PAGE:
Turns Out Dogs Also Go Through A 'Rebellious Teenager' Phase

While it's no secret humans turn rebellious in their teenage years, a new study reckons our four-legged companions also go through a similar phase -- and yes, it means they become less obedient.

The research from the Newcastle and Nottingham universities in the UK has found that as dogs hit puberty, they are likely to become more rebellious and listen more to strangers, rather than their carers.

The study, which observed the behaviours of would-be guide dogs including German Shepherds, Golden Retrievers, and Labrador Retrievers, also found that insecure relationship with their carers saw female dogs hit puberty early -- which, according to researchers, is a phenomenon also observed in humans.

But it's when the dogs' adolescence begins-- usually around eight months of age-- that signs of very human-like teenage rebellion also start to emerge.



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Using the well-known command of "sit", researchers found that dogs in the adolescent stage of life were less likely to respond to it, but only when the command was given by their carer, not a stranger.

The study found the "odds of repeatedly not responding to the 'sit' command were higher at eight months compared with five months (pre-adolescence) for the carer".

"However, the response to the ‘sit’ command improved for the stranger between the five and eight-month tests," the authors wrote in the study published in 'Biology Letters' on Wednesday.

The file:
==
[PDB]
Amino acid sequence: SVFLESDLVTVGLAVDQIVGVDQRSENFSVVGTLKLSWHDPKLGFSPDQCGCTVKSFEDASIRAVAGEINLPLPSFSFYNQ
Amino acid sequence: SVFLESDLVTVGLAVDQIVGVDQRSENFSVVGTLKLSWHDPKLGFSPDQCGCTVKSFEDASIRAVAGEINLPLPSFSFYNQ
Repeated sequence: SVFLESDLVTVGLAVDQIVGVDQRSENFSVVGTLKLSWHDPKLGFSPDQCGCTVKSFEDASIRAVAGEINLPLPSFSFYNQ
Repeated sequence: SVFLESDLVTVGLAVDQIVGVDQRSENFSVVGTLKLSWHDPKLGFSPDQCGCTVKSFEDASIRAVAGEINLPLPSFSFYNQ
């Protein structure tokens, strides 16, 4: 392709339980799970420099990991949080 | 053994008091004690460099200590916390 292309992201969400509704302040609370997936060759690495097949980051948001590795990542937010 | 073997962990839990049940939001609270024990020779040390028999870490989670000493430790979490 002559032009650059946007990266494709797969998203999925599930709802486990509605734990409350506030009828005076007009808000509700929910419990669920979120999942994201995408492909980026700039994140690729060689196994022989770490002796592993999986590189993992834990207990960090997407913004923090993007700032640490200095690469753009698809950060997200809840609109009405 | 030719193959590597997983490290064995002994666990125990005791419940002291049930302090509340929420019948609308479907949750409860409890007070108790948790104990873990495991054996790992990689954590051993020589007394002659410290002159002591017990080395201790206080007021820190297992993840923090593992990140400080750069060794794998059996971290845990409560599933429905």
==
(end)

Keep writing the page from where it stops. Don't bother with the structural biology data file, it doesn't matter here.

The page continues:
The study found dogs were less obedient to their owner during adolescence. Image: Getty

Less obedience to their carers and more "conflict behaviour" was also more pronounced where dogs had less attachment to their owners.

"Our results find an association between earlier puberty and an insecure attachment to a human carer," the authors wrote.

"This replicates correlational findings from human adolescents who enter puberty earlier if they do not have strong attachments to parental figures."

It also found dogs displaying behaviour that indicated they were stressed by separation from their main carer were also increasingly disobedient towards that same person.

"This finding emulates human research, where increases in conflict with parents during adolescence have been associated with insecure attachments," the study found.

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The authors also suggest that when dogs hit puberty, "competing motivations" begin to emerge -- between wanting to breed with a mate and wanting to live in the care of humans.

"Together this means adolescence could be a vulnerable time for owner-dog relationships," they said.

While it's believed the adolescent stage of a dog's development is only temporary, and much like with teenagers, the rebellion won't last, there's concern for ongoing impacts on the animal's welfare.

According to the researchers, adolescent-phase behaviour in dogs corresponds with the peak age that dogs are abandoned by their carers and left at shelters.

Nevertheless, the authors hope the similarities between humans and dogs in the adolescent phase of life could provide a new model to study puberty in humans.

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